Fraudsters Are Exploiting Newborns and Recently Deceased People
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Fraudsters Are Exploiting Newborns and Recently Deceased People


Fraudsters Are Exploiting Newborns and Recently Deceased People

Stu Sjouwerman

Criminals are crafting detailed fake identities using data belonging to newly born and recently deceased people, according to Sanjay Gupta, Vice President, Global Head of Products and Corporate Development at Mitek. On the CyberWire’s Hacking Humans podcast, Gupta explained how cybercriminals are taking advantage of these data to conduct long-term fraud. 

“As people, you know, they die and their data is still available, these fraudsters, they've kind of gotten onto this,” Gupta said. “So in the previous days, the idea was called ghosting, where you would just steal information from a recently deceased person and maybe look at their bank account, et cetera. But recently, what's been happening is that they've been using these individuals' Social Security numbers and then tying it to the data that's been stolen to create a synthetic ID. So they would basically take a Social Security number, come up with a name, and address, use a date of birth. With the recent technology around deepfakes, you can also attach a photo to it. And so all of that would be used to create, let's say, an ID. And that ID would be used for very nefarious purposes.”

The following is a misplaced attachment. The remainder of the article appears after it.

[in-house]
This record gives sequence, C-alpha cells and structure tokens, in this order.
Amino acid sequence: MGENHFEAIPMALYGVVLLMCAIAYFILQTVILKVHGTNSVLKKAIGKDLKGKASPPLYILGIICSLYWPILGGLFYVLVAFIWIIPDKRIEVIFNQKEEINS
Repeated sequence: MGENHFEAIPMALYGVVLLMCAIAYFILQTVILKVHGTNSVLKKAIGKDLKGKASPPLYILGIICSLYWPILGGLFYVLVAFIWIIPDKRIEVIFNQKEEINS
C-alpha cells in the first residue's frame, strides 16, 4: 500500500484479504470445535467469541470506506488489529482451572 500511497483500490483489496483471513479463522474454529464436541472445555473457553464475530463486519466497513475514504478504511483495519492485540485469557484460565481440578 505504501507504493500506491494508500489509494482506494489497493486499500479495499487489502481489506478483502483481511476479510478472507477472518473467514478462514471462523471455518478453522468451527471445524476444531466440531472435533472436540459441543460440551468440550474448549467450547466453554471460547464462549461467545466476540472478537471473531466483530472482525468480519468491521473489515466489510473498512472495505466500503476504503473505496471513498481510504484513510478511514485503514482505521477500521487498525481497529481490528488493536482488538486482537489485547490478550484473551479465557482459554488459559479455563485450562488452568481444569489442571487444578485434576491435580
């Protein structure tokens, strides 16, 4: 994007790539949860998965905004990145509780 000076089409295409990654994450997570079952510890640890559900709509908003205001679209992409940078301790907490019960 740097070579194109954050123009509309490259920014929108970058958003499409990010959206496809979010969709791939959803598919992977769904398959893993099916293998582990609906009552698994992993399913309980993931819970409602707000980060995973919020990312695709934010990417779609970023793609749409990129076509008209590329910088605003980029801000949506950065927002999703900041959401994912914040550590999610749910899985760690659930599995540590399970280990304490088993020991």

Gupta stressed that this technique is still new, so preventive technologies haven’t caught up to it yet.

“Currently, this is a new type of fraud that's coming into the kind of, you know, the financial institution and marketplaces,” he said. “Previously, it was more related to just real individuals trying to commit fraud or, you know, somebody stole my ID and they were trying to commit fraud....[T]he really hard thing is that these particular synthetic IDs and the fraudsters that are behind them, they're very, very, very patient. And they create the synthetic ID where they have real, you know, e-world – let's say email or a LinkedIn profile....[T]hey'll leave a digital trail, what we call a breadcrumb – a digital breadcrumb of these individuals. So they feel and look and behave like real individuals. In fact, sometimes they will even take out loans and pay them back slowly. So what they're trying to do is get as much loans and, you know, credit that they can get and then, after 18 months, do a massive bust-out.”

Gupta concluded that since companies are still trying to figure out how to deal with this type of fraud, people need to learn how to protect themselves before it affects themselves or their loved ones.

“This is a fairly new type of crime that's happening,” he said. “So I think the jury's still out on how to actually figure out from the perspective of the behavior of the patterns that are occurring. Those techniques are going to come in the future. So one thing the audience should realize is that these are things that a lot of companies are working on. So if you do the right thing upfront when you have somebody with a disease or if you have a new child that is born in your family, take the steps to kind of protect yourself.”


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